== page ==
Concrete is a critical building material in many structures that house commercial, industrial, and institutional operations. The longevity of concrete surfaces must be maximized, especially those that encounter high traffic, such as concrete floors. Concrete densifiers help to prolong the life of concrete surfaces as densification increases abrasion resistance and reduces permeability to liquids that may cause staining, corrosion, or mold growth. Polished concrete may also benefit from densifiers by gaining sheen from a more dense, uniform surface after polishing.
To understand how concrete densifiers work, it's important first to understand concrete composition. Concrete is primarily composed of two components: aggregate and paste. The aggregate consists of sand, gravel, and stone. This aggregate is held together by the paste, which is commonly a mixture of portland cement and water. When portland cement is hydrated with water, it forms calcium silica hydrates (CSH). CSH is a chemical primarily responsible for providing concrete with its density and strength.
How Do Concrete Densifiers Work?
When portland cement is hydrated in a paste to create CSH, calcium hydroxide, also known as hydrated lime or portlandite, is formed as a byproduct. This calcium hydroxide remains in the hardened cement paste and does nothing to contribute to the strength of the concrete.
Silica-based concrete densifiers work by reacting with the calcium hydroxide in the hardened cement paste within the concrete to form additional calcium silica hydrate. Concrete floors or slabs that do not have densifiers applied are very porous and have many open voids that weaken overall compressive strength. Thus, the additional CSH created by the densifier increases the density of the cement paste by filling open voids, thereby increasing the cement’s overall strength.
Below is a diagram illustrating how a silica-based densifier reacts with calcium hydroxide to form CSH and water.
To summarize, the goal of all silica-based concrete densifiers is to deliver reactive silica via a liquid carrier, usually water, into the pores of concrete and react with calcium hydroxide in cement to create more CSH. Different types of densifiers are available, which vary in the form of reactive silica that is utilized.
Silicate densifiers are salt dispersions in which the anion of the salt is silica and the cation is typically a monovalent metal, such as sodium, potassium, or lithium. Silicate-based densifiers are relatively inexpensive but have several shortcomings. For example, the particle size of silica within silicate densifiers is quite large and can vary greatly, which can be a challenge for penetrating deep enough into concrete to maximize effectiveness.
Furthermore, mineral salts are left behind when potassium silicate and sodium silicate densifiers release silica to form CSH. These salts must be scrubbed from the concrete surface to prevent hard deposits and discoloration.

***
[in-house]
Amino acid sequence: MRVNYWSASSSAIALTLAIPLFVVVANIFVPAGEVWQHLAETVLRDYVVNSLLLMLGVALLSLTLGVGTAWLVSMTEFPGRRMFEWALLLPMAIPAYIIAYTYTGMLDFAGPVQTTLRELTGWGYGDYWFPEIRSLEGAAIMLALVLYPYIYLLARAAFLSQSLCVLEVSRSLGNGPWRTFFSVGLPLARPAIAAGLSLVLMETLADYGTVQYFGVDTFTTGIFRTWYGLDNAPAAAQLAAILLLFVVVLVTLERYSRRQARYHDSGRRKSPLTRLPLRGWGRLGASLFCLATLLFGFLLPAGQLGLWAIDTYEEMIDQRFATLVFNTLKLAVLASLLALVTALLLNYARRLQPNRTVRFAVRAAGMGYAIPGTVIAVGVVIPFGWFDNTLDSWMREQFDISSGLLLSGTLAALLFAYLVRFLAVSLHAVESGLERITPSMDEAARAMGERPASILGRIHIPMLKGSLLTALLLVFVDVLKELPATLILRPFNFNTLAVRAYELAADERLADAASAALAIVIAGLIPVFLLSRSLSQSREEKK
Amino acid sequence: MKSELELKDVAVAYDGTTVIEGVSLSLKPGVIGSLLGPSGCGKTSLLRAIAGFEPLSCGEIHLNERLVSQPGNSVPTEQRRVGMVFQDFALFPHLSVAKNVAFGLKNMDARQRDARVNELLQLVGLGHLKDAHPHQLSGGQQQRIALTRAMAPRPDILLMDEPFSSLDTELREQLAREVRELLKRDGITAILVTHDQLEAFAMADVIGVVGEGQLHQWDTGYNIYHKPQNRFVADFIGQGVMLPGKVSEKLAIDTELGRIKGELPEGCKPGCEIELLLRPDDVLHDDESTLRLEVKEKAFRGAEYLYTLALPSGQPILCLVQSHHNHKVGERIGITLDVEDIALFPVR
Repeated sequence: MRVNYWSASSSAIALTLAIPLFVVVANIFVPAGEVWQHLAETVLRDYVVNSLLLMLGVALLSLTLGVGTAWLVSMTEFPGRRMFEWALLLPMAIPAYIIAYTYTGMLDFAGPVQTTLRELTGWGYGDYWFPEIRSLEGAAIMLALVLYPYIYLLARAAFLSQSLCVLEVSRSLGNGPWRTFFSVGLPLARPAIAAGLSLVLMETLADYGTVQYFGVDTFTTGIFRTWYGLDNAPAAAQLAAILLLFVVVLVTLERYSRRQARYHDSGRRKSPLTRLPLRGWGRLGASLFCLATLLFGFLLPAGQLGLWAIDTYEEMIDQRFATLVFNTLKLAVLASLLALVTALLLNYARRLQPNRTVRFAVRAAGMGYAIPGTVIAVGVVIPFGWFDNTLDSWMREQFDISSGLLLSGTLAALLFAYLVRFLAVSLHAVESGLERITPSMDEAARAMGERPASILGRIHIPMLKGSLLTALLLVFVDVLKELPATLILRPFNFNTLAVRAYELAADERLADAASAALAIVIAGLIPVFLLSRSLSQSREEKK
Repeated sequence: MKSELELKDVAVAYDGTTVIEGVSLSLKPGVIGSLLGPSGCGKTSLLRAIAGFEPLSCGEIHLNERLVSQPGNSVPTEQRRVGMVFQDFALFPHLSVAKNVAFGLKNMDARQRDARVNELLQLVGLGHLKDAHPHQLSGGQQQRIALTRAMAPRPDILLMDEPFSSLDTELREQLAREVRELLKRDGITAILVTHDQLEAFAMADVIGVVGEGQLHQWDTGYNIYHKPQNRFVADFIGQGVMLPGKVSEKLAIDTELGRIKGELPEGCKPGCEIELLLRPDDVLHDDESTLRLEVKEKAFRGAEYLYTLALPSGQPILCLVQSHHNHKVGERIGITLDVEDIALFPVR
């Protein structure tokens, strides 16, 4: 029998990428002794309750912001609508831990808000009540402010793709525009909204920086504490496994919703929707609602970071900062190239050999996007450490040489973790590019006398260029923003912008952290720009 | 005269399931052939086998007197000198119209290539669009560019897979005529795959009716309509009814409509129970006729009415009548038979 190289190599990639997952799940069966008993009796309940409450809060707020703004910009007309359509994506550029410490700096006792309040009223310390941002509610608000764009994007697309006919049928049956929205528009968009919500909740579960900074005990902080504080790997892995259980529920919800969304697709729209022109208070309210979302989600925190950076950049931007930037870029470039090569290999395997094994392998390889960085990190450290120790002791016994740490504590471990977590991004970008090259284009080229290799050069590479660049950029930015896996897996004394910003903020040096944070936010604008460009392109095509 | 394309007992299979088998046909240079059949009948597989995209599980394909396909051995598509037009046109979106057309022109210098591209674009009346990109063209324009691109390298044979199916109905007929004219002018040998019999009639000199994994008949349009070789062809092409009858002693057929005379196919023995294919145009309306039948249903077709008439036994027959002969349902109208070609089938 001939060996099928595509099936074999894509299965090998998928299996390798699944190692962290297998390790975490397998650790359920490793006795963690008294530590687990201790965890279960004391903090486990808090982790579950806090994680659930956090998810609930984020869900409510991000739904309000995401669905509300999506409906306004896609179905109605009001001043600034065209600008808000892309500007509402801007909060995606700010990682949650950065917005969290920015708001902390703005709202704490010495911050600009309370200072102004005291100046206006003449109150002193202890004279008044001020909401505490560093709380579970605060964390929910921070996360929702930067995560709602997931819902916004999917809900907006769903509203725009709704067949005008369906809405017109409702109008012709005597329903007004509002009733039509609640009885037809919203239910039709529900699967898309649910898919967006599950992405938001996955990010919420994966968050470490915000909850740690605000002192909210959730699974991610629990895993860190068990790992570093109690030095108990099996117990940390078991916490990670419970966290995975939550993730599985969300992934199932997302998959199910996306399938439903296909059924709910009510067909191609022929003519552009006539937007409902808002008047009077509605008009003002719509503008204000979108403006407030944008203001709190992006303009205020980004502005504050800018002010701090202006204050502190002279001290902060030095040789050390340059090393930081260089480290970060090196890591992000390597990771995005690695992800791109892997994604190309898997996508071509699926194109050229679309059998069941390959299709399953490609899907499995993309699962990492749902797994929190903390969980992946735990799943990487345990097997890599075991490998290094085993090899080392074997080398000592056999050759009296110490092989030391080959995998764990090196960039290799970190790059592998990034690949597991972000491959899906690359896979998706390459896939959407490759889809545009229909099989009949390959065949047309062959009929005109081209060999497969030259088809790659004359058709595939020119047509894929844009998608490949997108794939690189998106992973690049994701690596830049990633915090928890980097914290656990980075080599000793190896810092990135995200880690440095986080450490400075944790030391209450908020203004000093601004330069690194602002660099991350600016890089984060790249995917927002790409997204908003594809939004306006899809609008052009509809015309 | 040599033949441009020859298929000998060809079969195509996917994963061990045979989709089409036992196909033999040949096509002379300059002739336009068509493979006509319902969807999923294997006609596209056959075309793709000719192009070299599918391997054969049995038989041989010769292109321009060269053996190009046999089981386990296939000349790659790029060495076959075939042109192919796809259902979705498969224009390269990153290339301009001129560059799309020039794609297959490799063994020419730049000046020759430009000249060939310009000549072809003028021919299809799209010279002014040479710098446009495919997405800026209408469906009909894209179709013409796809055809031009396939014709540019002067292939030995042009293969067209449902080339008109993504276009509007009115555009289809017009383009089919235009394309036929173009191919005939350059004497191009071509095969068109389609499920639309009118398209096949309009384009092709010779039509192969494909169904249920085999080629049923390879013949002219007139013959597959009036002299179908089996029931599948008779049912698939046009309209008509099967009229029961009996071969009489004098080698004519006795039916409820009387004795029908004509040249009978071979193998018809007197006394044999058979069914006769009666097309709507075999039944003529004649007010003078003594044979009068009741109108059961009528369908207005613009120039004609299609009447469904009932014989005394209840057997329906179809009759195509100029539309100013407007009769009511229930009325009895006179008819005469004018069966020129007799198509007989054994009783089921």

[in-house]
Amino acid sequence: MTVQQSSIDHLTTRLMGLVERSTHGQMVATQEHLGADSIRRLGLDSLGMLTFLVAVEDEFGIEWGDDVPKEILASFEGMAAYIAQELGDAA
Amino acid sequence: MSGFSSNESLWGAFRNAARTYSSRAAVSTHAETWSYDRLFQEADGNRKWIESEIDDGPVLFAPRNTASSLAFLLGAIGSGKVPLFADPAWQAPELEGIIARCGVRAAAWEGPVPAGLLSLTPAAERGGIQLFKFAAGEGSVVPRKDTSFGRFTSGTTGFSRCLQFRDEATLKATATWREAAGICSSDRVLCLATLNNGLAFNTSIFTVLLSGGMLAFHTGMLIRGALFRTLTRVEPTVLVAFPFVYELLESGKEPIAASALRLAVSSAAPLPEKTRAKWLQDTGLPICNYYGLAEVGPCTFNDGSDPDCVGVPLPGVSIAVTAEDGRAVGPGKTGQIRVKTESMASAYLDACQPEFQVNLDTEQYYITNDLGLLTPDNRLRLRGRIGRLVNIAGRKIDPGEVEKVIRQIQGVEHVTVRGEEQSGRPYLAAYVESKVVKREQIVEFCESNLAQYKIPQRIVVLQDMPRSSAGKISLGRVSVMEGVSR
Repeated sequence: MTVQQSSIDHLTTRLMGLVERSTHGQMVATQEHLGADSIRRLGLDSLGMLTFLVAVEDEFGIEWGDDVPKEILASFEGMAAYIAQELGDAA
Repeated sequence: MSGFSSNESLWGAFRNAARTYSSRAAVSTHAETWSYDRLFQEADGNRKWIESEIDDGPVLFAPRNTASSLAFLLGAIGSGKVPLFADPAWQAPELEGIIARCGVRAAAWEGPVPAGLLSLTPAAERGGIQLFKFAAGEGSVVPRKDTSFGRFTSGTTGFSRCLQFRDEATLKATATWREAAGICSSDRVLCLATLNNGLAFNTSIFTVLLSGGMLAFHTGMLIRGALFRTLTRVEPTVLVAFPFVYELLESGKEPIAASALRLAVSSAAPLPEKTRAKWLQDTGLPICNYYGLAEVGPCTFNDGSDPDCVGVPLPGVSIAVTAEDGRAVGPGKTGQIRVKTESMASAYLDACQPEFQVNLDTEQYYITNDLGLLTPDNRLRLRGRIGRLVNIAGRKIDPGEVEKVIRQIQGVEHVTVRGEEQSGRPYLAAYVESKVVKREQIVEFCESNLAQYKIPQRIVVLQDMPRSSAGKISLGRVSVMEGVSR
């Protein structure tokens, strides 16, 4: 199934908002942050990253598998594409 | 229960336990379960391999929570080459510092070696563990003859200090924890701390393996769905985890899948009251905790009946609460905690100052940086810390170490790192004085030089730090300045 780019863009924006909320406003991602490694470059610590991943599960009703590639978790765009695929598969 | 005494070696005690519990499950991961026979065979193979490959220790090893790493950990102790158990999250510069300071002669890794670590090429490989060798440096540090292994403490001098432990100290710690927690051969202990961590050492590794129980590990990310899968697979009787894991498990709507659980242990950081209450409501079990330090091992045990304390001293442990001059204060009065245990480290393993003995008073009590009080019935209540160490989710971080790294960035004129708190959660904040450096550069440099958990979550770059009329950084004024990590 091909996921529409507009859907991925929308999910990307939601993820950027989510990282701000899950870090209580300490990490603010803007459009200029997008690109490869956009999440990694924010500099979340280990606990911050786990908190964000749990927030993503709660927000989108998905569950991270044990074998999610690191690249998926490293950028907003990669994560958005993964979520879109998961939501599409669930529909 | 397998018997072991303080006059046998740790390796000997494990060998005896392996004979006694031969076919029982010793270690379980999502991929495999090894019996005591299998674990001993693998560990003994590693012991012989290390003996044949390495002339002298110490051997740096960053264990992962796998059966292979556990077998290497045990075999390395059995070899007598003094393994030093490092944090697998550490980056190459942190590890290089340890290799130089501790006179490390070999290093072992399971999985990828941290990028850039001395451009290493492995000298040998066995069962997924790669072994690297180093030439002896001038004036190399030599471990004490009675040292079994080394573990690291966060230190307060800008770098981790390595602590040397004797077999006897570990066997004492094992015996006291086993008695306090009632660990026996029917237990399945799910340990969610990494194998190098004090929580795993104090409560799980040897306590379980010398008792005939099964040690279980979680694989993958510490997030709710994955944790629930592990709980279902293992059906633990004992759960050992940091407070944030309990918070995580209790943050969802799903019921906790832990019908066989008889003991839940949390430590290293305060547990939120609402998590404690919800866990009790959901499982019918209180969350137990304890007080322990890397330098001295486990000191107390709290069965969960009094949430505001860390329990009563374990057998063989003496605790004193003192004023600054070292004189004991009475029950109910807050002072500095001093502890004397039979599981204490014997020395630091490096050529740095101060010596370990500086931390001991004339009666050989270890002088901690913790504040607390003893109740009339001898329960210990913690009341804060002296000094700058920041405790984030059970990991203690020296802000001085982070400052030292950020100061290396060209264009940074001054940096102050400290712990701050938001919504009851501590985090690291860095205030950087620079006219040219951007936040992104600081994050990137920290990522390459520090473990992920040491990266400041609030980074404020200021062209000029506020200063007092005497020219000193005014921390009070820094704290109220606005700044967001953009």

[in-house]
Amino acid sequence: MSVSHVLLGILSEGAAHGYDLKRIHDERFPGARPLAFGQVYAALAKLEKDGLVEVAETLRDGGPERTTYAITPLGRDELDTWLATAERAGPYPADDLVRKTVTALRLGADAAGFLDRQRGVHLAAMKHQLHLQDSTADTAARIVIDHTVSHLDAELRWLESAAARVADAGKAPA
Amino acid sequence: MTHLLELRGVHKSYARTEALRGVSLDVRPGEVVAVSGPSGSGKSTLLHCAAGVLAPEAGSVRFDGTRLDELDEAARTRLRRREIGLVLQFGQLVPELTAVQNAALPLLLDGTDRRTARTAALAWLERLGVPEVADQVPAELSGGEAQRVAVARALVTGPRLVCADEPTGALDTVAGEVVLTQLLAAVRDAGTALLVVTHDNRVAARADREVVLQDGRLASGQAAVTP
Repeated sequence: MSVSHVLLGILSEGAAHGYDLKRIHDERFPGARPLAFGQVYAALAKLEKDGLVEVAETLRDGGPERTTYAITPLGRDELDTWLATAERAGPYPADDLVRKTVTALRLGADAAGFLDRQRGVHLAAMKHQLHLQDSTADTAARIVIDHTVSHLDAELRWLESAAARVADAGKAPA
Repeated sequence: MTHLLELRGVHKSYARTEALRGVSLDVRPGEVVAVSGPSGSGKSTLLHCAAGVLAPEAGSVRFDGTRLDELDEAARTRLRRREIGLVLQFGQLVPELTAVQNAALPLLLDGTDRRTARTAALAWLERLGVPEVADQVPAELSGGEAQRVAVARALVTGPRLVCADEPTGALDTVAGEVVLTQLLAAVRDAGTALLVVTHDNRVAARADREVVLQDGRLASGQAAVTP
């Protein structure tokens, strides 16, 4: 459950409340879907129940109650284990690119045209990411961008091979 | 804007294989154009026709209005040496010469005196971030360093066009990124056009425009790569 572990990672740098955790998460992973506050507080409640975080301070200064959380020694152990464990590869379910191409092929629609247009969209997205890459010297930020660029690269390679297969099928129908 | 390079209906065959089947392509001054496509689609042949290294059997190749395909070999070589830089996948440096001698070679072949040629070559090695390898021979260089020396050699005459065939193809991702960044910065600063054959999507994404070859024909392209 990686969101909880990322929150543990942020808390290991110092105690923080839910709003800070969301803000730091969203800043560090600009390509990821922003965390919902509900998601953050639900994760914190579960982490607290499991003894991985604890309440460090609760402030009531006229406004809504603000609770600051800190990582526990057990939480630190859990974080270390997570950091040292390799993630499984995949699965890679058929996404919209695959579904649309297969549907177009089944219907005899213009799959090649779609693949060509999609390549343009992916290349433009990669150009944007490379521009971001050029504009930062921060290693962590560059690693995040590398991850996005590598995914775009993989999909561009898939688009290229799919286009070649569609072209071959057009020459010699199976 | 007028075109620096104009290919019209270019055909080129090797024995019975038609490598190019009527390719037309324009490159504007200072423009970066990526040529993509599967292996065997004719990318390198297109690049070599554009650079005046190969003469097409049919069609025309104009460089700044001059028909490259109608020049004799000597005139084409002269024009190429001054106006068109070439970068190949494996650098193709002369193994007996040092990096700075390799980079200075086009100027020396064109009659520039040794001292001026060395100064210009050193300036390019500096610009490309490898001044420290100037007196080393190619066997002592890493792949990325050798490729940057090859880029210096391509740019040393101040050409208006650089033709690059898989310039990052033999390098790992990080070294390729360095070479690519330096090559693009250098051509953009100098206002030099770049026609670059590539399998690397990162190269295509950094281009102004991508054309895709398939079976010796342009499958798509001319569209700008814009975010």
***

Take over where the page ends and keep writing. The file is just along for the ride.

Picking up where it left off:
Colloidal Silica Densifiers
Colloidal silicas are dispersions of amorphous, spherical-silica particles in water. They perform better than silicate-based densifiers discussed previously for several reasons.
First, the particle size of colloidal silicas typically only ranges from 5 to 50 nm. This small particle size allows colloidal-silica-based densifiers to deliver silica deeper into the concrete pores than silicate-based densifiers to form more CSH. Since colloidal silica particles are very small and spherical, the surface area is very high. Thus, the bonding sites for reacting with calcium hydroxide are maximized, which adds further efficiency to the densification process.
Additionally, colloidal silica particles can form bonds with other silica particles to further increase concrete density and strength, whereas silicate densifiers do not have this capability.
Finally, colloidal silica densifiers do not leave behind mineral deposits that must be cleaned like silicate densifiers do, saving time through a faster application.
LUDOX® Colloidal Silica for Densifier Formulations
LUDOX® colloidal silicas from Grace are commercially available in a variety of grades that range in particle size, pH, and stabilizing counter ion. As mentioned, particle size is important for increasing penetration and reactivity to create CSH. The pH and stabilizing counter ion of colloidal silica should also be considered when LUDOX® is blended with other additives to create densifier or sealer formulations. Some grades that can be utilized for densifiers are as follows:
|Grade||Silicate Content||Particle Size (nm)||pH||Counter Ion|
|AM||30%||12||9 (but stable from 4-10)||Na|
LUDOX® is produced to the highest quality standards and is ideal for use in concrete densifier formulations. Contact us below to discuss and sample LUDOX® for your concrete densification application.